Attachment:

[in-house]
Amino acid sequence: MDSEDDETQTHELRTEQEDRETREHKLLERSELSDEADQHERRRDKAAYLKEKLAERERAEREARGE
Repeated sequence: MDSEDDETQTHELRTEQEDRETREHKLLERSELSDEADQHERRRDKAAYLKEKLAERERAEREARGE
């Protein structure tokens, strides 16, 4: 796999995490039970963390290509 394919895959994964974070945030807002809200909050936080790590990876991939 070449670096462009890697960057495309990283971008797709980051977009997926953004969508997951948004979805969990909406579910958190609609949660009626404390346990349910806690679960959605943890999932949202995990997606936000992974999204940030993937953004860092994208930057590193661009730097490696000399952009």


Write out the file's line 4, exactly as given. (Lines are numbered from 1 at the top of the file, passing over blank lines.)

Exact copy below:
């Protein structure tokens, strides 16, 4: 796999995490039970963390290509 394919895959994964974070945030807002809200909050936080790590990876991939 070449670096462009890697960057495309990283971008797709980051977009997926953004969508997951948004979805969990909406579910958190609609949660009626404390346990349910806690679960959605943890999932949202995990997606936000992974999204940030993937953004860092994208930057590193661009730097490696000399952009």